Few people inside President Obama’s Pentagon have been more closely associated with the progressive changes in the military over the past eight years than Navy Secretary Ray Mabus.

And now, on the eve of his departure, with an incoming administration that has questioned his signature achievements such as integrating women into combat units, Mabus is offering a final passionate argument for the next administration to hold the line.

Mabus, the soft-spoken former gG​overnor of Mississippi, was one of the loudest voices in the department calling for the 2011 repeal of the Don’t Ask, Don’t Tell policy that made gay service members keep quiet about their sexual orientation or face discharge. More recently, he was a forceful advocate for the Pentagon's decision last year to integrate women into combat roles in both the Navy and the Marine Corps.

Yet the women in combat policy may be in question now. The presumptive incoming secretary of defense has been on the other side of the argument. Retired Marine Gen. James Mattis has spoken out against integrating women into combat roles. Mattis has said that while he believes women could meet the physical standards, it is still improper to put women into the "atavistic primate world" of close-quarters fighting.

"It would only be someone who never crossed the line of departure into close encounters fighting that would ever even promote such an idea," Mattis wrote in a book published last year, "Warriors & Citizens."

Mabus, speaking to reporters Wednesday, offered a full-throated defense of the progressive movement he’s led inside the Navy, arguing that removing women from combat roles or rolling back Don’t Ask Don’t Tell would make the military a less effective fighting force. Here are his remarks:

"You make the decisions you think are right at the time and will strengthen the Navy and Marine Corps. We have a better force because we are more diverse.

Of course you could roll it back; you can roll anything back. But if you do, you will make us weaker. If you do, you will be saying that because of what you look like, or your gender, or who you love … even though you qualify for the job – even though you met every qualification – we're going to keep you from doing it. That's no America, that's not who we are.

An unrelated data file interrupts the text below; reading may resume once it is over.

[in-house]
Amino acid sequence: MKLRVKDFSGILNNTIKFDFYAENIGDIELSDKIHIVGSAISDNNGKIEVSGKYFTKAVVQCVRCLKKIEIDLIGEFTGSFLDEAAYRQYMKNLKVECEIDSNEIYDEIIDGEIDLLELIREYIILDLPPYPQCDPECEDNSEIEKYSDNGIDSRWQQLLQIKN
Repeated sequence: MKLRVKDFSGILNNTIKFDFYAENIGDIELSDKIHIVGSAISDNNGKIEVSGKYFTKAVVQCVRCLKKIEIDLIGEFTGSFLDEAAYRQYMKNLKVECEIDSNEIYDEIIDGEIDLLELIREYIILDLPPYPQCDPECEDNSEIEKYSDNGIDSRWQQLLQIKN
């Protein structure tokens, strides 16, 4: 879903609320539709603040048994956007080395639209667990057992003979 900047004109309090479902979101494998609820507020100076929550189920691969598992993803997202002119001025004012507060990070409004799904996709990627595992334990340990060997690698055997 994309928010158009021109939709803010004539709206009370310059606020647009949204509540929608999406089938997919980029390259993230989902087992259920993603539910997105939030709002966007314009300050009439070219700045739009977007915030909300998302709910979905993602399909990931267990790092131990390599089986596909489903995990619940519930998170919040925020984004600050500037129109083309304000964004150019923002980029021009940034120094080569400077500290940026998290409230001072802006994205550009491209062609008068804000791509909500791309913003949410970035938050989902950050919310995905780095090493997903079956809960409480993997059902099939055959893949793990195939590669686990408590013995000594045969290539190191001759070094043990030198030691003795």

How can you deny someone the honor of defending this country when they meet the standards? You are not lowering the standards, you are not doing it to be diverse you are doing it to be better. So if you want to go backwards. If you want to make us a weaker force, do it. But you will be a weaker force if you do that.

I'll finish with a story:

I was in Manaus, Kyrgyzstan, where everyone going in and coming out of Afghanistan passed through – this was a few months after the repeal of Don't Ask Don't Tell. I did an all-hands call with about 800 sailors and Marines.

Afterwards a first class petty officer, a corpsman, he had just finished his third combat tour with the Marines. And he came up and he thanked me for pushing for the repeal of Don't Ask Don't Tell, and he said he was gay and that he was scared to death his entire time in the Navy that he was going to be found out and forced to leave.

Now here's a guy who had just done three combat deployments, risked his life time after time to go to Marines' aid but his biggest fear was that he was going to be kicked out of the military for who he was and who he loved. Now how wrong is that? And how bad is that for our force? If we didn't have him we would have been a weaker service.

So yes, they can roll it back, you can always roll things back. But you will make us a weaker fighting force if you do. If that's your aim, then go ahead. But that is what will happen."